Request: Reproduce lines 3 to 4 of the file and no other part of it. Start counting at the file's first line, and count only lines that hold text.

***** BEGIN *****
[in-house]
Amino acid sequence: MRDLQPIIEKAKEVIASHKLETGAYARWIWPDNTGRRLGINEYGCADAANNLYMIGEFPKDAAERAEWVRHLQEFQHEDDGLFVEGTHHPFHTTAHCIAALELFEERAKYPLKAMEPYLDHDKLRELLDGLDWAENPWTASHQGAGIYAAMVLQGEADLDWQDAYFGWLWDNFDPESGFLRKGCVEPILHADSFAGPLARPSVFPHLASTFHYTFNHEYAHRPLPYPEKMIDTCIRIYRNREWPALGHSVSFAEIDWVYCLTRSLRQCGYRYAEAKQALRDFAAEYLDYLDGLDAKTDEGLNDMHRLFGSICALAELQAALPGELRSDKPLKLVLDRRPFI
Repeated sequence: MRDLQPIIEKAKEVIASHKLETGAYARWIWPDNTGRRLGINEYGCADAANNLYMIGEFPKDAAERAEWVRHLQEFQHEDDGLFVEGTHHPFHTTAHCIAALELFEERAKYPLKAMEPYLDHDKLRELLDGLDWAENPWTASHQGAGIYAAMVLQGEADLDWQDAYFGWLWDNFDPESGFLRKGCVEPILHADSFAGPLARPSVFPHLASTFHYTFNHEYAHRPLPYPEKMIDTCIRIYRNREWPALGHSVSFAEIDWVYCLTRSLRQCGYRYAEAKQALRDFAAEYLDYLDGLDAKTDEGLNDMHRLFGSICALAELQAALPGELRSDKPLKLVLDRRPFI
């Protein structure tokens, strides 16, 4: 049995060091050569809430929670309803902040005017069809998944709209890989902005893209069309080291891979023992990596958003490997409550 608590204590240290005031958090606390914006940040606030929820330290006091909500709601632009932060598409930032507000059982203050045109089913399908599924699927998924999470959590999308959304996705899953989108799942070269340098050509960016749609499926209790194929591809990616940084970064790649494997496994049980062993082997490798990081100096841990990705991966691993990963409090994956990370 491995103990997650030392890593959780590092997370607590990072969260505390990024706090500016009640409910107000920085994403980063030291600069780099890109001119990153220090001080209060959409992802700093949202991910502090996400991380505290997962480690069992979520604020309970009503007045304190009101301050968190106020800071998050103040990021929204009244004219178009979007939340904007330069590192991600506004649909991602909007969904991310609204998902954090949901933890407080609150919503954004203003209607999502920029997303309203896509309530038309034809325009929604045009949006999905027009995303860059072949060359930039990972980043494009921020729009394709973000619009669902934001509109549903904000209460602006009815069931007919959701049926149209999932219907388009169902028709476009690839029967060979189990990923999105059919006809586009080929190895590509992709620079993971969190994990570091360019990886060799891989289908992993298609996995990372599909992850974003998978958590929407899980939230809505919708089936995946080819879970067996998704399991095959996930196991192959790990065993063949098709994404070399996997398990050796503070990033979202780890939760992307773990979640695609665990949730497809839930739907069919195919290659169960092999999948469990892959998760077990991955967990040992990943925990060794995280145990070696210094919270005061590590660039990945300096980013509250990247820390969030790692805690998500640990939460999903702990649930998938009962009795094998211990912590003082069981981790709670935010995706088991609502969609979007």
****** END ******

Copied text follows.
Repeated sequence: MRDLQPIIEKAKEVIASHKLETGAYARWIWPDNTGRRLGINEYGCADAANNLYMIGEFPKDAAERAEWVRHLQEFQHEDDGLFVEGTHHPFHTTAHCIAALELFEERAKYPLKAMEPYLDHDKLRELLDGLDWAENPWTASHQGAGIYAAMVLQGEADLDWQDAYFGWLWDNFDPESGFLRKGCVEPILHADSFAGPLARPSVFPHLASTFHYTFNHEYAHRPLPYPEKMIDTCIRIYRNREWPALGHSVSFAEIDWVYCLTRSLRQCGYRYAEAKQALRDFAAEYLDYLDGLDAKTDEGLNDMHRLFGSICALAELQAALPGELRSDKPLKLVLDRRPFI
């Protein structure tokens, strides 16, 4: 049995060091050569809430929670309803902040005017069809998944709209890989902005893209069309080291891979023992990596958003490997409550 608590204590240290005031958090606390914006940040606030929820330290006091909500709601632009932060598409930032507000059982203050045109089913399908599924699927998924999470959590999308959304996705899953989108799942070269340098050509960016749609499926209790194929591809990616940084970064790649494997496994049980062993082997490798990081100096841990990705991966691993990963409090994956990370 491995103990997650030392890593959780590092997370607590990072969260505390990024706090500016009640409910107000920085994403980063030291600069780099890109001119990153220090001080209060959409992802700093949202991910502090996400991380505290997962480690069992979520604020309970009503007045304190009101301050968190106020800071998050103040990021929204009244004219178009979007939340904007330069590192991600506004649909991602909007969904991310609204998902954090949901933890407080609150919503954004203003209607999502920029997303309203896509309530038309034809325009929604045009949006999905027009995303860059072949060359930039990972980043494009921020729009394709973000619009669902934001509109549903904000209460602006009815069931007919959701049926149209999932219907388009169902028709476009690839029967060979189990990923999105059919006809586009080929190895590509992709620079993971969190994990570091360019990886060799891989289908992993298609996995990372599909992850974003998978958590929407899980939230809505919708089936995946080819879970067996998704399991095959996930196991192959790990065993063949098709994404070399996997398990050796503070990033979202780890939760992307773990979640695609665990949730497809839930739907069919195919290659169960092999999948469990892959998760077990991955967990040992990943925990060794995280145990070696210094919270005061590590660039990945300096980013509250990247820390969030790692805690998500640990939460999903702990649930998938009962009795094998211990912590003082069981981790709670935010995706088991609502969609979007």